contrary blessing, knowing that you were called to this, that you
may inherit a blessing." (1 Pe 3:9)
Who knows? Perhaps by living such transformed lives, it may lead to the
transformation of others...!
The Empathetic Christian (12:15)
1. In the twelfth chapter of Romans, we find answers to questions such
a. What is indicative of a true transformation?
b. What constitutes God's good, acceptable, and perfect will for the
2. We have seen in previous lessons that it includes...
a. Fulfilling our function in the body of Christ - Ro 12:3-8
b. Love without hypocrisy, while abhorring what is evil - Ro 12:9
c. Loving brethren with family affection, esteeming one another
highly - Ro 12:10
d. Serving the Lord diligently, with fervency of spirit - Ro 12:11
e. Rejoicing in hope, patient in tribulation, steadfast in prayer
- Ro 12:12
f. Having fellowship in the needs of the saints, pursing hospitality
toward strangers - Ro 12:13
g. To bless those who persecute us - Ro 12:14
3. Now we note the twofold exhortation...
a. "Rejoice with those who rejoice" - Ro 12:
b. "Weep with those who weep" - Ro 12:15b
[In this text we are called to display the virtue of "empathy" towards
one another. What this entails will be the focus of our study...]
I. DEFINING EMPATHY
A. COMPARED TO SYMPATHY...
1. Sympathy - An inclination to support or be loyal to or to agree
with an opinion
2. Empathy - Understanding and entering into another's feelings
-- One may be sympathetic while not empathetic; the latter
requires a deeper emotional involvement than the former
B. ITS PLACE IN THE CHURCH...
1. The Lord intended such connection between the members of His
Body ("if one member suffers, all the members suffer with it")
- 1 Co 12:26
2. "This command grows out of the doctrine stated in Ro 12:4,5
that the church is one; that it has one interest; and therefore
that there should be common sympathy in its joys and sorrows."
-- If we are truly one, members of the same body, then we will be
empathetic towards one another
[Our text commands two ways to demonstrate empathy; we have several
examples of individuals...]
II. DEMONSTRATING EMPATHY
A. REJOICING WITH THOSE WHO REJOICE...
1. Neighbors and friends of Elizabeth, mother of John the Baptist
- Lk 1:58
2. Barnabas at Antioch, when he saw the grace of the Lord at work
- Ac 11:23
-- Two good examples of sharing in others' happiness and success
without envy or jealousy
B. WEEPING WITH THOSE WHO WEEP...
1. David with his sick friends - Psa 35:13,14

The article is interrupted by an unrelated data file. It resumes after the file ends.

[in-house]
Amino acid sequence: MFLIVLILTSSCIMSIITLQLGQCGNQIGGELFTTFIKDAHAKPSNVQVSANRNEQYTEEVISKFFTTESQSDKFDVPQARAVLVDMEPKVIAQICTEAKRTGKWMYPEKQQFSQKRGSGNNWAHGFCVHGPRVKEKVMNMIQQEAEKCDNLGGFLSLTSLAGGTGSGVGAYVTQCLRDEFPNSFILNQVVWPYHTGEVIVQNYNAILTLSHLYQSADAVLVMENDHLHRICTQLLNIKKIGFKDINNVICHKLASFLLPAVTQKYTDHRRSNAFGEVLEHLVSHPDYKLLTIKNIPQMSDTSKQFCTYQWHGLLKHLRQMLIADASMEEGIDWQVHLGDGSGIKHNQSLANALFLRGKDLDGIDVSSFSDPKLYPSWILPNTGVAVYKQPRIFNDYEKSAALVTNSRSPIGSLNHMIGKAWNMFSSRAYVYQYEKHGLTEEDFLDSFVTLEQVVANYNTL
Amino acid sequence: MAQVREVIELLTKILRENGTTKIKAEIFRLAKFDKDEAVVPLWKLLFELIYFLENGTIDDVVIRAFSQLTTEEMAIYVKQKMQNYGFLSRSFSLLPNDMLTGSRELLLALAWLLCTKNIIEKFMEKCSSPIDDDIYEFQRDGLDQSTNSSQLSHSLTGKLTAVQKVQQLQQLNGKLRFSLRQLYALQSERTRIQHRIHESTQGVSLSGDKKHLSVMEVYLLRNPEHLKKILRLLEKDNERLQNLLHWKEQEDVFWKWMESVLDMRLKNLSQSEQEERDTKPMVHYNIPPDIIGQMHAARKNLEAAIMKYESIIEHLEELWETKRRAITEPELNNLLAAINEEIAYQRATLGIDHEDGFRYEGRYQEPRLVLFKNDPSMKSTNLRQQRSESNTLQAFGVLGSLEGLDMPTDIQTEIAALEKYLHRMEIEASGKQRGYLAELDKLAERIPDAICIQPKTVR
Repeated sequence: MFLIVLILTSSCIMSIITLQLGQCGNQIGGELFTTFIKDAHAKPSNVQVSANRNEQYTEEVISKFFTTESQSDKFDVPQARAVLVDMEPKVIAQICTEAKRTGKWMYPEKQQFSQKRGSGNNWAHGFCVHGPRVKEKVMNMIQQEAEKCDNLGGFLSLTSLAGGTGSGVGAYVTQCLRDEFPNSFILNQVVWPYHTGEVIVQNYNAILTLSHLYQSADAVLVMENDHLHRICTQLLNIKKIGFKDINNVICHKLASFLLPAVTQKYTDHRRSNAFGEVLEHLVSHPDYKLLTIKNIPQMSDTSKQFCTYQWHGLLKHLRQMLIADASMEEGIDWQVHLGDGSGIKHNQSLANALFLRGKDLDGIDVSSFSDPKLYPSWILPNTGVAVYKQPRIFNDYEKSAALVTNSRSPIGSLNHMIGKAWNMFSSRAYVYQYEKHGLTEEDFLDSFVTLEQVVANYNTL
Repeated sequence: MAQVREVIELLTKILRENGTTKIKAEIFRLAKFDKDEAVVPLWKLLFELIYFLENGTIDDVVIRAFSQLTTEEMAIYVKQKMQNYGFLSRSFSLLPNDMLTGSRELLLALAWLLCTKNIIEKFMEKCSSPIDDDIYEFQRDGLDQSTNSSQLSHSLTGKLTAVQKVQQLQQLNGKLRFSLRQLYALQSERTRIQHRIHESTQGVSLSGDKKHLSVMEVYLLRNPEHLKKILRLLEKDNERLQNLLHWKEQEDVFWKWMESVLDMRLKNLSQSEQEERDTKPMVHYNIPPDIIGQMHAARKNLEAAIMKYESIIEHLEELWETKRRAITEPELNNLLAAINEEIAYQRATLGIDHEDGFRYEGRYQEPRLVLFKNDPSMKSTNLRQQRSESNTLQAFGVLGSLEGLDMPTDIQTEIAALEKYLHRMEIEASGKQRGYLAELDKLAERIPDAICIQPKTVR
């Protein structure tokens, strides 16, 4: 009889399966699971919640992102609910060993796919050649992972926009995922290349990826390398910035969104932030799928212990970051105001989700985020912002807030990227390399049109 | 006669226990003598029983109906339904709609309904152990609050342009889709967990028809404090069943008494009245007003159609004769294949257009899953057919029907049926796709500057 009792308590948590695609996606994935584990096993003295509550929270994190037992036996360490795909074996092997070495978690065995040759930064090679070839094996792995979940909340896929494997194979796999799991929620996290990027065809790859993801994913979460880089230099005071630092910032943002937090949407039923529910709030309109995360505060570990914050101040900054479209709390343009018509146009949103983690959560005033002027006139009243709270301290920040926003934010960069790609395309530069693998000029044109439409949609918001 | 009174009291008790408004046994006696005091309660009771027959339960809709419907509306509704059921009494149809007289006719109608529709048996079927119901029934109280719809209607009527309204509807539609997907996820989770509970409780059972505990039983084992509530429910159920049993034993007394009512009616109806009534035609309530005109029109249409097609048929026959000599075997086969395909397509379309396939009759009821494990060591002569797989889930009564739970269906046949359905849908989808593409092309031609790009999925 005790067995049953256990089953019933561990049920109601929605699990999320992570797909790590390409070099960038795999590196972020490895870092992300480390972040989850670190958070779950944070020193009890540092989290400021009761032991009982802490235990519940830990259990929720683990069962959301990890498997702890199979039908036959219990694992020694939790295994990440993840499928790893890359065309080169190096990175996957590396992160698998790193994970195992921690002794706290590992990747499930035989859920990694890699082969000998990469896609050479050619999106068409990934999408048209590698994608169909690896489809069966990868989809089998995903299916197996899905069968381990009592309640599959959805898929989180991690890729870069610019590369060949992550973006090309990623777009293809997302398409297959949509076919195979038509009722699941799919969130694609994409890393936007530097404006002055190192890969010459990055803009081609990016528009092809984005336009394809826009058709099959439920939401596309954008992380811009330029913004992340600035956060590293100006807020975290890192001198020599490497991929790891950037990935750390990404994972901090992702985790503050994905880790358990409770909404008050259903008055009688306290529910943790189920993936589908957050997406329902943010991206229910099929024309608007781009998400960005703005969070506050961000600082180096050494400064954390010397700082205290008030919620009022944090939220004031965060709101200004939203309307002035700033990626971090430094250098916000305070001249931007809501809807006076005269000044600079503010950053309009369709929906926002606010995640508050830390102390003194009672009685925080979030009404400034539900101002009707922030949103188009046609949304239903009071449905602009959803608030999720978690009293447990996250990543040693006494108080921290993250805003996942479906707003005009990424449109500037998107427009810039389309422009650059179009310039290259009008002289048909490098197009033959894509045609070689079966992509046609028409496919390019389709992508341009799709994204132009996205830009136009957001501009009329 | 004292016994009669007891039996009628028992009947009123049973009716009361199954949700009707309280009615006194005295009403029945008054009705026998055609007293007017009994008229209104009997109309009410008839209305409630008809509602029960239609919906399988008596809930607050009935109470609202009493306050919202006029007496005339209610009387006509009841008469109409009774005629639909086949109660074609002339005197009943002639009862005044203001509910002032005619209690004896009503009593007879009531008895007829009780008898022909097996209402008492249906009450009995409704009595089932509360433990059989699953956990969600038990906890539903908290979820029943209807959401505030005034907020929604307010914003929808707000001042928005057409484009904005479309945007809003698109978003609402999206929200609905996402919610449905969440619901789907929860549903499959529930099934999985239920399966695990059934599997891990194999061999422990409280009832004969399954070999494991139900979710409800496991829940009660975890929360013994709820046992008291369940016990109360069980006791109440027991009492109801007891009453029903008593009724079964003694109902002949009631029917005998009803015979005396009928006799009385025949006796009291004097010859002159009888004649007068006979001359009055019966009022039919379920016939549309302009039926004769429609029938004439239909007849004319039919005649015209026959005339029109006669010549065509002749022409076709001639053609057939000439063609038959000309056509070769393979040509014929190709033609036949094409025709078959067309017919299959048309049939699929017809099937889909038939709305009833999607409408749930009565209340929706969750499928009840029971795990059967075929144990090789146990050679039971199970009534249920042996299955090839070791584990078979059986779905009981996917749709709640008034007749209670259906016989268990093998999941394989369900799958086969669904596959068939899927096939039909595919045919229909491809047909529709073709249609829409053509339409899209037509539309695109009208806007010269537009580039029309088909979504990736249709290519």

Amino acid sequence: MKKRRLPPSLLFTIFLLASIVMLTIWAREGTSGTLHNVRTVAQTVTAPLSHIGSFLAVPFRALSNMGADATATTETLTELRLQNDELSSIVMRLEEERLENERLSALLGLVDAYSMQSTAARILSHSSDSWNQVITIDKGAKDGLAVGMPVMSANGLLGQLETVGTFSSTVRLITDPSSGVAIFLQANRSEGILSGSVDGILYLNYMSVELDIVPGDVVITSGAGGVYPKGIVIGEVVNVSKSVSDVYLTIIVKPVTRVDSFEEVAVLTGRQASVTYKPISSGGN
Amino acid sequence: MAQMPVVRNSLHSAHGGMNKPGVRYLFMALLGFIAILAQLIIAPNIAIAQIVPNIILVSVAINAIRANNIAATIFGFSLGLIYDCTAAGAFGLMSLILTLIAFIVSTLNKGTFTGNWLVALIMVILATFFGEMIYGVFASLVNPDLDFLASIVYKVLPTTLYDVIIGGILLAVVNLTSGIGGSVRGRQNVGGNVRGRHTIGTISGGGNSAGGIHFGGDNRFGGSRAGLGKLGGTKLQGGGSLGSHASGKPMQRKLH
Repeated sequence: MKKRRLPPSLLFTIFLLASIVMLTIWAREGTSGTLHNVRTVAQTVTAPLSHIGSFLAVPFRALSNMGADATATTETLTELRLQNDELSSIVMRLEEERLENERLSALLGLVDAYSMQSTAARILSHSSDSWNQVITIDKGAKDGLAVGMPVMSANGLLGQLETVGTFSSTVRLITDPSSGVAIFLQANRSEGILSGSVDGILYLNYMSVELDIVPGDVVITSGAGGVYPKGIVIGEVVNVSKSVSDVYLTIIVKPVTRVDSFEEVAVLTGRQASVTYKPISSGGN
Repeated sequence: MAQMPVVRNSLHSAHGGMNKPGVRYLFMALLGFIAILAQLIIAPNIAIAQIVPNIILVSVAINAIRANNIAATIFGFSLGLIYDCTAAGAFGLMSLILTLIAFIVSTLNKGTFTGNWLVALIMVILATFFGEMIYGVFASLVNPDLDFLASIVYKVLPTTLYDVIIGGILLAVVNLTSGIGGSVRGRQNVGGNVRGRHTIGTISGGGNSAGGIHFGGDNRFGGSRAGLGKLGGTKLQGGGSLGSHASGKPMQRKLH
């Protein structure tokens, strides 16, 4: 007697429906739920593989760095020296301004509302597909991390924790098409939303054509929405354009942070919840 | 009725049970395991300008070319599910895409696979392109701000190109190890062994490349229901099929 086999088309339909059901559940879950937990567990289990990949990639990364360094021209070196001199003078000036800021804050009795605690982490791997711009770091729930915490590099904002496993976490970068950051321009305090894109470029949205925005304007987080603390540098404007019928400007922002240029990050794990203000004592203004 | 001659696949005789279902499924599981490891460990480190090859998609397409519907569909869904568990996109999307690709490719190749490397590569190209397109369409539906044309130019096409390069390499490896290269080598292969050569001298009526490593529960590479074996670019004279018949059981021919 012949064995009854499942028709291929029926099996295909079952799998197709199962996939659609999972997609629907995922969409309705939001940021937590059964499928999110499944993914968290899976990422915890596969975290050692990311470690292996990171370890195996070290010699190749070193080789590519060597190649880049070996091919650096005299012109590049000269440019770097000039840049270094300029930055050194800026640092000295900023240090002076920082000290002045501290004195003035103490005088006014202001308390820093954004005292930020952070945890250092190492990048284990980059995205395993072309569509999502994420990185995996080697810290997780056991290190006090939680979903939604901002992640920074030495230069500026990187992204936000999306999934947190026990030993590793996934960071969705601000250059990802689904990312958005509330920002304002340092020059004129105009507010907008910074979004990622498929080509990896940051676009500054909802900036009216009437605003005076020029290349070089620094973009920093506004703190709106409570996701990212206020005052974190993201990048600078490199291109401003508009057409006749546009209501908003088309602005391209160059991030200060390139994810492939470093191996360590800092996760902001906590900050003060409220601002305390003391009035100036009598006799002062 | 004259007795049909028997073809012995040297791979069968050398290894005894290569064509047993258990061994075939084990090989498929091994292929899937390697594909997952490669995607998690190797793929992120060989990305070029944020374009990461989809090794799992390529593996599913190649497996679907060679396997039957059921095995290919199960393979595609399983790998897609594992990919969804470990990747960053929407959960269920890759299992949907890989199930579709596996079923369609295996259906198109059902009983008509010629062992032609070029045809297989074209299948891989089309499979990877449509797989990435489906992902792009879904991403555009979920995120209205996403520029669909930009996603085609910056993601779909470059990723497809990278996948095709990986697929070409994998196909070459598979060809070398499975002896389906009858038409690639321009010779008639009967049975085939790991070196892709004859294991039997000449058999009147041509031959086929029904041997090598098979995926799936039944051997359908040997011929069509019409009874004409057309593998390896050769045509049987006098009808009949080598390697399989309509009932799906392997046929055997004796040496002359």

2. Jesus with the family and friends of Lazarus grieving over his
death - Jn 11:33-35
3. Paul with his weak and stumbling brethren - 2 Co 11:29
4. Christians with their brethren in prison - He 13:3
-- People of God truly understanding and entering into the
feelings of their friends and brethren
[The quality of empathy certainly prepares one to be of greater service
to those around them. How can we rise above simple sympathy for others
to truly become "The Empathetic Christian"...?]
III. DEVELOPING EMPATHY
A. TRANSFORMED BY THE RENEWING OF OUR MINDS...
1. We must submit to the transformation that comes by renewing our
minds - cf. Ro 12:1-2
2. Which will involve the development of such graces as:
a. Being kindly affectionate to one another in brotherly love
- Ro 12:
b. Giving preference to one another in honor - Ro 12:10b
-- Note how being affectionate aids in being able to weep, and
learning to give preference will enable us to rejoice
B. DEVELOPING THE MIND OF CHRIST...
1. Note the virtues that characterize the mind of Christ - cf. Ph
a. Doing nothing through selfish ambition or conceit
b. In lowliness of mind, esteeming others better than oneself
c. Looking out for the interest of others
2. Note the goal of having the mind of Christ - Ph 2:2
a. To be like-minded
b. To have the same love
c. To be of one accord, of one mind
3. Note what having the mind of Christ is necessary for to
experience - Ph 2:1
a. Consolation in Christ
b. Comfort of love
c. Fellowship of the Spirit
d. Affection and mercy
e. Fullness of joy
-- As one develops the mind of Christ, there will be no envy or
jealousy to prevent true empathy; with the mind of Christ, we
will be able to truly rejoice and weep!
1. It is God's good, acceptable and perfect will that Christians be a
a. Who are glad when others rejoice
b. Who are moved when others weep
-- For only then can we be useful in sharing the joy and comfort of
Christ with others
2. Are we truly an "empathetic" people? The development and display of
true empathy will greatly...